The popularity of yoga has grown tremendously in the past decade. More than 10% of U.S. adults have practiced yoga at some point in their lives. Yoga practitioners on average spend on average US$90 a month, and the yoga industry is worth more than $80 billion worldwide.
Yoga is now a mainstream activity in the U.S. and is commonly portrayed as a healthy lifestyle choice. I am a behavioral scientist who researches how physical activity – and specifically yoga – can prevent and help manage chronic diseases.
Many people attribute improvements in their physical and mental health to their yoga practice. But until recently, research had been sparse on the health benefits of yoga. As the body of rigorous research on yoga grows, more and more work is showing the many health benefits of a yoga practice.
The name “yoga” is derived from the Sanskrit word “Yuj” meaning to unite, join or connect the mind, body and soul. The first text on yoga was written by the sage Patanjali over 2,000 years ago in India. Patanjali described yoga as “citta-vrtti-nirodhah,” or “stilling the mind.” This was achieved through a mix of breath work, meditation, physical movement and body purification practices, as well as ethical and moral codes for living a healthy and purposeful life.
Over the years, various yoga teachers have modified the original Patanjali yoga, resulting in different styles that vary in their intensity and focus. For example, some yoga styles such as Vinyasa focus more on intense movements similar to an aerobic workout. Restorative yoga includes more relaxation poses. Iyengar yoga uses props and emphasizes precision and proper alignment of body. These different styles provide options for individuals with different physical abilities.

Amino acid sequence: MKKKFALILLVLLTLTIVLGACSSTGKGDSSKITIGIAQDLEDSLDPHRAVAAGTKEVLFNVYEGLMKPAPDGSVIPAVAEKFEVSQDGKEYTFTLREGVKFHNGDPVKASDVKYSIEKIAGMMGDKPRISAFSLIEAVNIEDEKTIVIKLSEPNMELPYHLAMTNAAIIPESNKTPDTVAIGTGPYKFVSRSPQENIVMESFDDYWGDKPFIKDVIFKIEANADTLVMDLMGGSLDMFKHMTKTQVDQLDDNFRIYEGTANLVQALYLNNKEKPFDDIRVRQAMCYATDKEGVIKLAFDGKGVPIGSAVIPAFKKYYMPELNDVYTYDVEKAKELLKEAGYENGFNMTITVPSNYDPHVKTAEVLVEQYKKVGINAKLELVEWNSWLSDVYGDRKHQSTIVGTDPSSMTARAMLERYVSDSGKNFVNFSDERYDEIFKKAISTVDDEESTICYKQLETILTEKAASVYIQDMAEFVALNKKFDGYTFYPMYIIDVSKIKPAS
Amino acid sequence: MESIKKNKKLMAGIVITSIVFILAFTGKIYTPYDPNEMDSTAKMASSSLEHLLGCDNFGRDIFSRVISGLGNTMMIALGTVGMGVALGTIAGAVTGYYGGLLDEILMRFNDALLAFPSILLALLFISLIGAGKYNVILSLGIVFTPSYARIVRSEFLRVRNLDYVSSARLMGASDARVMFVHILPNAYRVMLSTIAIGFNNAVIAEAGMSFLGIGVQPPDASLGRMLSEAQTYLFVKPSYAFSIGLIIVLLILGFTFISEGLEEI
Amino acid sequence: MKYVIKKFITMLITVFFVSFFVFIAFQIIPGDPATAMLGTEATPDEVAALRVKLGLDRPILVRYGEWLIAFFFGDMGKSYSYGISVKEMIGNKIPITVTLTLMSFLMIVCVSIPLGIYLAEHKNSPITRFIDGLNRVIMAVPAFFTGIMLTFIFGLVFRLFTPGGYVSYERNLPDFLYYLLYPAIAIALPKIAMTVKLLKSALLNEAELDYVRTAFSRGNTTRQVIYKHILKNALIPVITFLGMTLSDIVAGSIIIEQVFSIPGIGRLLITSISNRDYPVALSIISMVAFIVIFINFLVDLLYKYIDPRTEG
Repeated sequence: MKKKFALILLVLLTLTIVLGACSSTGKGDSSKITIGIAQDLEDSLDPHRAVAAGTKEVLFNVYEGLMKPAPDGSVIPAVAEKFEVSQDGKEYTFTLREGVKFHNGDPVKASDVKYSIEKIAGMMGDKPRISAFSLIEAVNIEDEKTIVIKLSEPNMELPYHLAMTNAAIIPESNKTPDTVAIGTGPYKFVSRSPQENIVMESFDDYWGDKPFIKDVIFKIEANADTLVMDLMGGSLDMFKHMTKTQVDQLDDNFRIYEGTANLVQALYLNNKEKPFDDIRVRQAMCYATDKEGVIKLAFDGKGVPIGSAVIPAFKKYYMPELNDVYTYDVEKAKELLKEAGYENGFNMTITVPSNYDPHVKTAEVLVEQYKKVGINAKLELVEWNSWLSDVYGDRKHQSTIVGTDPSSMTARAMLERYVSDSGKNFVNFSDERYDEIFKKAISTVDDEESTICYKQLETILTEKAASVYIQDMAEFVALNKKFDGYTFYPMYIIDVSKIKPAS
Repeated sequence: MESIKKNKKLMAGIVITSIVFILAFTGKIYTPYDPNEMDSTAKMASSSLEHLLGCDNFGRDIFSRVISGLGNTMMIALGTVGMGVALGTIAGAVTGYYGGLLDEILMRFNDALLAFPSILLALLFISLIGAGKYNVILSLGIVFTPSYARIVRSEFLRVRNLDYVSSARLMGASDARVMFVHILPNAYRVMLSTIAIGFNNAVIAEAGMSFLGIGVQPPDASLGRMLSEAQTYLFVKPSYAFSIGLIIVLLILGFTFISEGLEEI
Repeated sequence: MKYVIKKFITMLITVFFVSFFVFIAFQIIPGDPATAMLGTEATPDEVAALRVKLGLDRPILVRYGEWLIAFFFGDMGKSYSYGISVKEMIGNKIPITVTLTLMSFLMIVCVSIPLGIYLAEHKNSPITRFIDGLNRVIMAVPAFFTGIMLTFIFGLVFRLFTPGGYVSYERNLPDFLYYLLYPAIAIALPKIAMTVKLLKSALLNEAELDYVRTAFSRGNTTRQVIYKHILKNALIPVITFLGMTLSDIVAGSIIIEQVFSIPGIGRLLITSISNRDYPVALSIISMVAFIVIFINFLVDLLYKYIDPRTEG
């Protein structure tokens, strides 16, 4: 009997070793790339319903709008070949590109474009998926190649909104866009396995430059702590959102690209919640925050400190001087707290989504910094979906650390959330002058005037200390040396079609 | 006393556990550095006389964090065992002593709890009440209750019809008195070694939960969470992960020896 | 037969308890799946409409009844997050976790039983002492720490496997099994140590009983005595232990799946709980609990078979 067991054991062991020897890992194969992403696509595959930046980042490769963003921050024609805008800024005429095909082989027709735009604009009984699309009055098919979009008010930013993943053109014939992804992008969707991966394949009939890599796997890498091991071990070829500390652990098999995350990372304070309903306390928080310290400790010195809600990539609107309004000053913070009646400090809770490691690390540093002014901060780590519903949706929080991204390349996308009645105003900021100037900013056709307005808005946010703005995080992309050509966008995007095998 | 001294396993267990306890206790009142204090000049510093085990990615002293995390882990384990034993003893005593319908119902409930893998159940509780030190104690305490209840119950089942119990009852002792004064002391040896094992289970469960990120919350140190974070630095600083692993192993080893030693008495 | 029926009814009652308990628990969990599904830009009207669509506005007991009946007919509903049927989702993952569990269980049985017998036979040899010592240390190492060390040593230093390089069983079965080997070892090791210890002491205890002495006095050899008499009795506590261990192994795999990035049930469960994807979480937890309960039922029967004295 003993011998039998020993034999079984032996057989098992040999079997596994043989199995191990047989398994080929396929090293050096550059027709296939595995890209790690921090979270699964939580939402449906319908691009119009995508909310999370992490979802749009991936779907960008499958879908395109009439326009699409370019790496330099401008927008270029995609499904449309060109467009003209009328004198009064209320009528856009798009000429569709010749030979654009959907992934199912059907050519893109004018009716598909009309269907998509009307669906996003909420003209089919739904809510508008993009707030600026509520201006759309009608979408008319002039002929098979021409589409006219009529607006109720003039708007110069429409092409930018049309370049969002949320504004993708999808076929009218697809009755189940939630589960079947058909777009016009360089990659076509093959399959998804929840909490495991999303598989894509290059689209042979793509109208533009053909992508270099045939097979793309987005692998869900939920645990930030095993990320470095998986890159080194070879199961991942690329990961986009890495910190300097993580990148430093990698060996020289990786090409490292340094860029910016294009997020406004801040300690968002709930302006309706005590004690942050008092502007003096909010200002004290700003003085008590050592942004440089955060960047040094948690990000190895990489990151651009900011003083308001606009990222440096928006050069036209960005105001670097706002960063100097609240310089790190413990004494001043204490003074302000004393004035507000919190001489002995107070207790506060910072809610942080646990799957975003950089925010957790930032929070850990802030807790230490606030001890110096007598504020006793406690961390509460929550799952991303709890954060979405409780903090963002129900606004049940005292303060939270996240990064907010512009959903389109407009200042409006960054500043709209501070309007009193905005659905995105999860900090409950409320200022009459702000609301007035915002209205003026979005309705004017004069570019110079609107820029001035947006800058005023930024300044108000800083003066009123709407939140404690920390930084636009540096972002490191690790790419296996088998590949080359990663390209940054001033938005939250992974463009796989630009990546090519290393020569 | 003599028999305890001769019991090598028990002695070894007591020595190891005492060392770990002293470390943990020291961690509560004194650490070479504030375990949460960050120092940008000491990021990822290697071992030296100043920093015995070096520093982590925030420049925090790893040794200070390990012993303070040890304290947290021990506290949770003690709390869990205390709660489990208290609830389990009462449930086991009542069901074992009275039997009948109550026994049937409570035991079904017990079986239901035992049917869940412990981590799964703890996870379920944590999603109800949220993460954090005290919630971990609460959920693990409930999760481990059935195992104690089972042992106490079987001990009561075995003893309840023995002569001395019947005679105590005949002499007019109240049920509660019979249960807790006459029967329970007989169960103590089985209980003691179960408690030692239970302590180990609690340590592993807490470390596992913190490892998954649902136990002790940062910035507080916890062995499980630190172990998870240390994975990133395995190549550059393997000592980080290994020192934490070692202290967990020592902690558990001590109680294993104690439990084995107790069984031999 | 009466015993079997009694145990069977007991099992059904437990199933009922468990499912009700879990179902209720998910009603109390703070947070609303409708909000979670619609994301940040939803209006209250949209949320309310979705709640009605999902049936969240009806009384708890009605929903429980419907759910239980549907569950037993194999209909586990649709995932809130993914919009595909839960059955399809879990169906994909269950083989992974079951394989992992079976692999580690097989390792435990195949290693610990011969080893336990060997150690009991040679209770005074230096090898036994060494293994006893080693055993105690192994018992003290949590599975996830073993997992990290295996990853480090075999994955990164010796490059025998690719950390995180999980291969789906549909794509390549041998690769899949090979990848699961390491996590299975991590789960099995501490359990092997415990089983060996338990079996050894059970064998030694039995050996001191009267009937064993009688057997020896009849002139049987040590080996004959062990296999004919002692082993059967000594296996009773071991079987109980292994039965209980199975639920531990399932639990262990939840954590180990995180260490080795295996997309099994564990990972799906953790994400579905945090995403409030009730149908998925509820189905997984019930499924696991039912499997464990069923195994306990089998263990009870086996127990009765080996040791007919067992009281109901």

Generally speaking, yoga instructors in the U.S. today teach styles that incorporate postures, breathing exercises and sometimes meditation.
As yoga has grown in popularity in recent years, researchers have begun to study its effects and are finding that it has great benefit for mental and physical health.
Yoga involves physical movement, so it is no surprise that most types of yoga can help to improve a person’s strength and flexibility. In one study with healthy untrained volunteers, researchers found that eight weeks of yoga improved muscular strength at the elbow and knee by 10%-30%. Flexibility at the ankle, shoulder and hip joints also increased by 13%-188%.
There are a number of less obvious but meaningful benefits from yoga as well. Research has shown that yoga practice can reduce risk factors for heart disease such as high blood pressure, high cholesterol and abdominal obesity. Studies on older adults have shown significant improvements in balance, mobility, cognitive function and overall quality of life.
Yoga seems to be effective at managing pain, too. Research has found that yoga can improve symptoms of headaches, osteoarthritis, neck pain and low-back pain. In fact, the American College of Physicians recommends yoga as one of the options for initial nonpharmaceutical treatment for chronic low-back pain.